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Photoshop is the world’s most powerful image editor, and it’s arguably the most complex, as well. Fortunately, nobody knows the program like award-winning book and video author Deke McClelland. Join Deke as he explores such indispensable Photoshop features as resolution, cropping, color correction, retouching, and layers. Gain expertise with real-world projects that make sense. Exercise files accompany the course.
Download Deke's free dekeKeys and color settings from the Exercise Files tab.
So we've seen a variety of different ways to magnify the image, so you can see it in meticulous detail. We've seen the Loop function, which is the least of the bunch in my opinion. We've seen the awesome Full-Screen Preview and we have seen the obviously, quite useful Review mode. Now, we're going to see what I consider to be the best of the bunch. It's also the oldest of the features. It's the Slideshow function. It is absolutely V feature that you want to spring on a client when want to knock their socks off with your artwork or awesome photography.
So, here's how it works. I am looking at the contents of my Four stellar butterflies collection here. I do indeed have four images of butterflies that are ready to play. Now, none of them are selected currently. That means, when I invoke the Slideshow function, I will play the entire collection full of images, all four of them. So, I'll go up to the View menu and I'll choose Slideshow or I can press Ctrl+L, Command+L on a Mac. You'll see each one of these images stay on screen for five seconds, then, rather quickly, transition into the next image, like so.
Now, the Bridge is not going to repeat these images. It's just going to play them one after the other. It's going to stop the slideshow and that'll be it. You'll probably want to customize the Slideshow function in order to show off your images a little better. Let me show you what I mean. I'll click off the image again, so that we're going to play all the images. I'll go up to the View menu and I'll choose Slideshow or press Ctrl+L, Command+L. That's L, the second letter in slideshow. This becomes important in just a moment. While the slideshow is playing, you can press the L key in order to bring up the Slideshow Options dialog box, which I've moved off-screen just slightly.
I'm going to scale these images to fill up the screen like so. That means a little bit of each image is going to get cropped. I'll repeat the slideshow so that I have time to make a difference here. I'm also going to slow down the Dissolve, so that one image fades into the other a little more slowly. You can change the Caption setting, if you want to. I think it's just fine for my purposes. You also have the option of zooming these images back and forth, so you get a little bit of a Ken Burns Effect. Don't you know? All right! Now click OK, so that we can see what's happening.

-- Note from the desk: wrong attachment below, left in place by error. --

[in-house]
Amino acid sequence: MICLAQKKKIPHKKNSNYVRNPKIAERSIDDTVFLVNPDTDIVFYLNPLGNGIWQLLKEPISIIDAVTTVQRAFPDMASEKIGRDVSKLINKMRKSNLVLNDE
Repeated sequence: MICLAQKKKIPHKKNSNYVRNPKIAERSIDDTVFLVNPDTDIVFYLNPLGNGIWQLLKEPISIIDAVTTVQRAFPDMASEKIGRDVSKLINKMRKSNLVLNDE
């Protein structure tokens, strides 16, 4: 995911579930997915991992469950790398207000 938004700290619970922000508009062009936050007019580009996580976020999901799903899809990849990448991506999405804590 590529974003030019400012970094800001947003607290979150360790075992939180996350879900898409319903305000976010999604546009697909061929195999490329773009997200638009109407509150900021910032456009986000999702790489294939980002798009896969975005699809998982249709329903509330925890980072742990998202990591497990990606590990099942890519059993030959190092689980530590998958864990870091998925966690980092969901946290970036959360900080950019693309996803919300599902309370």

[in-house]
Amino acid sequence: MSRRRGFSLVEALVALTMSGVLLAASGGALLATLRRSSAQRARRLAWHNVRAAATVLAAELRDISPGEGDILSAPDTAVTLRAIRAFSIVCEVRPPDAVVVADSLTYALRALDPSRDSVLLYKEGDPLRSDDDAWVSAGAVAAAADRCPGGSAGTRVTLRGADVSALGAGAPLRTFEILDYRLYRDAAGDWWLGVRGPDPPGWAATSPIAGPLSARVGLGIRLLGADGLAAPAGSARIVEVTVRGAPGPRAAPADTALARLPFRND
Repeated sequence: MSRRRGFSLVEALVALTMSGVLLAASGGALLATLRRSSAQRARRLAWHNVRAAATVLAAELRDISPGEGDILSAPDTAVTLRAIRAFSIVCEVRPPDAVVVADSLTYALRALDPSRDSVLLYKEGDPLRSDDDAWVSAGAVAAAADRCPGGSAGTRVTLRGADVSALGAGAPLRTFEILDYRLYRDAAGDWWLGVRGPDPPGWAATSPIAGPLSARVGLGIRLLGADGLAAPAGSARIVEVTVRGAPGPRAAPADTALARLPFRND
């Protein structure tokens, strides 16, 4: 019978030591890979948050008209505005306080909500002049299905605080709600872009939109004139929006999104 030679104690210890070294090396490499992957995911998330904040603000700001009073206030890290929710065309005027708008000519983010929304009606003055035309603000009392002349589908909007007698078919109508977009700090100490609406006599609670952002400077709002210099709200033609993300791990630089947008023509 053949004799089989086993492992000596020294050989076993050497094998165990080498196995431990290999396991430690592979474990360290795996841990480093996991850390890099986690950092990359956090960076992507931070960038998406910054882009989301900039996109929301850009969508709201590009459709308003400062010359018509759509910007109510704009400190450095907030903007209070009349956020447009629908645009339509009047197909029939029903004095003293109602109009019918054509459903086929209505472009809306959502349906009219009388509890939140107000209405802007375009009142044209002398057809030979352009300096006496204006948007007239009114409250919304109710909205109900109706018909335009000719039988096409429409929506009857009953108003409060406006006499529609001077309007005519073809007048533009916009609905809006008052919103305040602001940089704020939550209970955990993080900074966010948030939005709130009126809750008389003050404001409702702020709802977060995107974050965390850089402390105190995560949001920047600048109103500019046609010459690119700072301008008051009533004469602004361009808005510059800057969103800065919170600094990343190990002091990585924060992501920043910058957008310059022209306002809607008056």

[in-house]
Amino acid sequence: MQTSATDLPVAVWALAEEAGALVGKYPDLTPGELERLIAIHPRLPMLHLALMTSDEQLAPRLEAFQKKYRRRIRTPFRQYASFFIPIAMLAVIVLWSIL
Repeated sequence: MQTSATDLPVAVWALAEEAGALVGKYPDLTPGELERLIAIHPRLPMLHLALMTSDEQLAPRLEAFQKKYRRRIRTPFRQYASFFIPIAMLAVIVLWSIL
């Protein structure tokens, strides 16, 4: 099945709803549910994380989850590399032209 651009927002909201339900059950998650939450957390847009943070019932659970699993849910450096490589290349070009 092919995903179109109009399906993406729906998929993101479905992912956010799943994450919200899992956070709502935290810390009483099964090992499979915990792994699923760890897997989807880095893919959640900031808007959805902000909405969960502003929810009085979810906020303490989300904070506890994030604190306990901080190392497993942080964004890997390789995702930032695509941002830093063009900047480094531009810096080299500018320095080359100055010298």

Actually, this is looking pretty darn good. You can see how some of these butterflies are better focused than others, now that we're taking in each butterfly in a Full Screen Preview mode here. If you want to zoom the images as you're working, you can, just by clicking inside the image. That will zoom it. Then we can see the strange-like red resin that's on this butterfly, kind of looks a little bit like blood or something like that. But I don't think it is. I don't think butterflies have that kind of blood.
Then once you've zoomed in like this, you can press the Arrow Keys to switch from one image to another. So I press the Right Arrow key to move to the next butterfly. You can see how this guy doesn't have nearly as much focus. He is quite soft actually by comparison to the previous one. Then we've got this butterfly right there. What I love about this is those tiny hairs. This is amazing! I have to say, I was just using a standard lens. I'm not using a special macro lens here. I shot every one of these with an Olympus E-30. They just came out absolutely great. Now, the butterflies are centered differently.
So, we're seeing different pieces of different butterflies as we move between them. Then if I feel like I've got my fill of the close-up view, I could click again in order to send the butterfly farther away. Now, if you want to get a sense of the various keyboard options that are available to you as you're in the Slideshow mode, then press the H key. That goes ahead and either hides or shows the various keys that you can use to control your slideshow on screen. Now, notice you can pause and play by pressing the Spacebar.
I've obviously somehow paused my slideshow. So, I'll press the Spacebar to start it up again. Now, I'll press H, so we can see these various options. I can rotate my images with the Square Bracket keys. I can change the star rating with 1-5, or the Label with 6-9. I can reject an image, all this other stuff that I can do here. You can see that I can decrease the rating with the Comma key or increase the rating with a Period. That's as same as the Lesser Than and Greater Than keys. So that's where that rationale comes from.
You can open an image inside Photoshop by pressing the O key or in Camera Raw by pressing R, just all sorts of options that are available to you. You can even insert a blank slide at a point by pressing the B key. Then see the butterflies again by pressing B as well. All right! That is your Slideshow mode. Just imagine this with your own images, your own artwork, a client sitting in front of them in rapt awe. You have a sense of just how great the Bridge is at organizing and presenting your images.
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